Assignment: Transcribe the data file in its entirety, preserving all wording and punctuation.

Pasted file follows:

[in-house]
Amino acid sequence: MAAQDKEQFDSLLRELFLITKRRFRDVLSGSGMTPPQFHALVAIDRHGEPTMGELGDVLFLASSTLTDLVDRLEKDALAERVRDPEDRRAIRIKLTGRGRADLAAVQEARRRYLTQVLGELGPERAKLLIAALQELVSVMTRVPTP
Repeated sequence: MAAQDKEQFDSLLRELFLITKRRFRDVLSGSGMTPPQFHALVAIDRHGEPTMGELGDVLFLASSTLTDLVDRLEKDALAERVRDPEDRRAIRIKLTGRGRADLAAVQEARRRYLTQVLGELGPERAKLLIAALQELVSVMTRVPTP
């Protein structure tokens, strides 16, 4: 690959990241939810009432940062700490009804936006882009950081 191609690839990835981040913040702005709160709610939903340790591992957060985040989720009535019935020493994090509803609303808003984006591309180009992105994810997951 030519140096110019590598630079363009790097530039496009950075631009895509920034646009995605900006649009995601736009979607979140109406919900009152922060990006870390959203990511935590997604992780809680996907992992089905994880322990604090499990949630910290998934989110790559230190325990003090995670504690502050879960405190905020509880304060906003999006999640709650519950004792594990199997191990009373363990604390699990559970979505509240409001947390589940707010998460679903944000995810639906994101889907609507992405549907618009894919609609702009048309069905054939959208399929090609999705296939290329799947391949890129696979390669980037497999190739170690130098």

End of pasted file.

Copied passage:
[in-house]
Amino acid sequence: MAAQDKEQFDSLLRELFLITKRRFRDVLSGSGMTPPQFHALVAIDRHGEPTMGELGDVLFLASSTLTDLVDRLEKDALAERVRDPEDRRAIRIKLTGRGRADLAAVQEARRRYLTQVLGELGPERAKLLIAALQELVSVMTRVPTP
Repeated sequence: MAAQDKEQFDSLLRELFLITKRRFRDVLSGSGMTPPQFHALVAIDRHGEPTMGELGDVLFLASSTLTDLVDRLEKDALAERVRDPEDRRAIRIKLTGRGRADLAAVQEARRRYLTQVLGELGPERAKLLIAALQELVSVMTRVPTP
């Protein structure tokens, strides 16, 4: 690959990241939810009432940062700490009804936006882009950081 191609690839990835981040913040702005709160709610939903340790591992957060985040989720009535019935020493994090509803609303808003984006591309180009992105994810997951 030519140096110019590598630079363009790097530039496009950075631009895509920034646009995605900006649009995601736009979607979140109406919900009152922060990006870390959203990511935590997604992780809680996907992992089905994880322990604090499990949630910290998934989110790559230190325990003090995670504690502050879960405190905020509880304060906003999006999640709650519950004792594990199997191990009373363990604390699990559970979505509240409001947390589940707010998460679903944000995810639906994101889907609507992405549907618009894919609609702009048309069905054939959208399929090609999705296939290329799947391949890129696979390669980037497999190739170690130098």